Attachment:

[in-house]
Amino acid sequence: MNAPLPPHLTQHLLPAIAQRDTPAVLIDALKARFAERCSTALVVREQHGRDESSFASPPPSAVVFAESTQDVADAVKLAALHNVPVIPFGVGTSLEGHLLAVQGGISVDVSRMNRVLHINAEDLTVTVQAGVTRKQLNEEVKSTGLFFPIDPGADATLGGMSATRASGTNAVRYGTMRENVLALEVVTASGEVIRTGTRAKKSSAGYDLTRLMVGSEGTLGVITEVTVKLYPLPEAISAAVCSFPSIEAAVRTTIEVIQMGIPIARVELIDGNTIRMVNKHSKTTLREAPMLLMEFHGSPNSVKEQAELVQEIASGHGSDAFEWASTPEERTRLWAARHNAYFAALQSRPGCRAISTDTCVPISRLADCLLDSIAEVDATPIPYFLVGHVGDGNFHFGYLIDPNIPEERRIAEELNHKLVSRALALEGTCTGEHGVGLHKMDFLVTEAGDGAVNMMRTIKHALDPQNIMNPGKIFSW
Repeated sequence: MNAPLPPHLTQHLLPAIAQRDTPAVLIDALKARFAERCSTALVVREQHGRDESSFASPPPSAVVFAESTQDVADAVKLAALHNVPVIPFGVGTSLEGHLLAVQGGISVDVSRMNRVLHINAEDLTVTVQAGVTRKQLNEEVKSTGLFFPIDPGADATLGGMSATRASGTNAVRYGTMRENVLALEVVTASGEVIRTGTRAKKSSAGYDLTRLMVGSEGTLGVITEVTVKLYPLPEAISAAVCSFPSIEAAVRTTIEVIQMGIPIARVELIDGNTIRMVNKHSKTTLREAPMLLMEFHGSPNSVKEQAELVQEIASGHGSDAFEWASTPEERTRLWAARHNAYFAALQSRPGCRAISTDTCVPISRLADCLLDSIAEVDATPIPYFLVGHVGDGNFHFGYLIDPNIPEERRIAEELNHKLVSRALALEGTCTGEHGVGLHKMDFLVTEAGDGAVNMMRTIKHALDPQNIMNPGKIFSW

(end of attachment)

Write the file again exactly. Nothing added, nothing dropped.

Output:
[in-house]
Amino acid sequence: MNAPLPPHLTQHLLPAIAQRDTPAVLIDALKARFAERCSTALVVREQHGRDESSFASPPPSAVVFAESTQDVADAVKLAALHNVPVIPFGVGTSLEGHLLAVQGGISVDVSRMNRVLHINAEDLTVTVQAGVTRKQLNEEVKSTGLFFPIDPGADATLGGMSATRASGTNAVRYGTMRENVLALEVVTASGEVIRTGTRAKKSSAGYDLTRLMVGSEGTLGVITEVTVKLYPLPEAISAAVCSFPSIEAAVRTTIEVIQMGIPIARVELIDGNTIRMVNKHSKTTLREAPMLLMEFHGSPNSVKEQAELVQEIASGHGSDAFEWASTPEERTRLWAARHNAYFAALQSRPGCRAISTDTCVPISRLADCLLDSIAEVDATPIPYFLVGHVGDGNFHFGYLIDPNIPEERRIAEELNHKLVSRALALEGTCTGEHGVGLHKMDFLVTEAGDGAVNMMRTIKHALDPQNIMNPGKIFSW
Repeated sequence: MNAPLPPHLTQHLLPAIAQRDTPAVLIDALKARFAERCSTALVVREQHGRDESSFASPPPSAVVFAESTQDVADAVKLAALHNVPVIPFGVGTSLEGHLLAVQGGISVDVSRMNRVLHINAEDLTVTVQAGVTRKQLNEEVKSTGLFFPIDPGADATLGGMSATRASGTNAVRYGTMRENVLALEVVTASGEVIRTGTRAKKSSAGYDLTRLMVGSEGTLGVITEVTVKLYPLPEAISAAVCSFPSIEAAVRTTIEVIQMGIPIARVELIDGNTIRMVNKHSKTTLREAPMLLMEFHGSPNSVKEQAELVQEIASGHGSDAFEWASTPEERTRLWAARHNAYFAALQSRPGCRAISTDTCVPISRLADCLLDSIAEVDATPIPYFLVGHVGDGNFHFGYLIDPNIPEERRIAEELNHKLVSRALALEGTCTGEHGVGLHKMDFLVTEAGDGAVNMMRTIKHALDPQNIMNPGKIFSW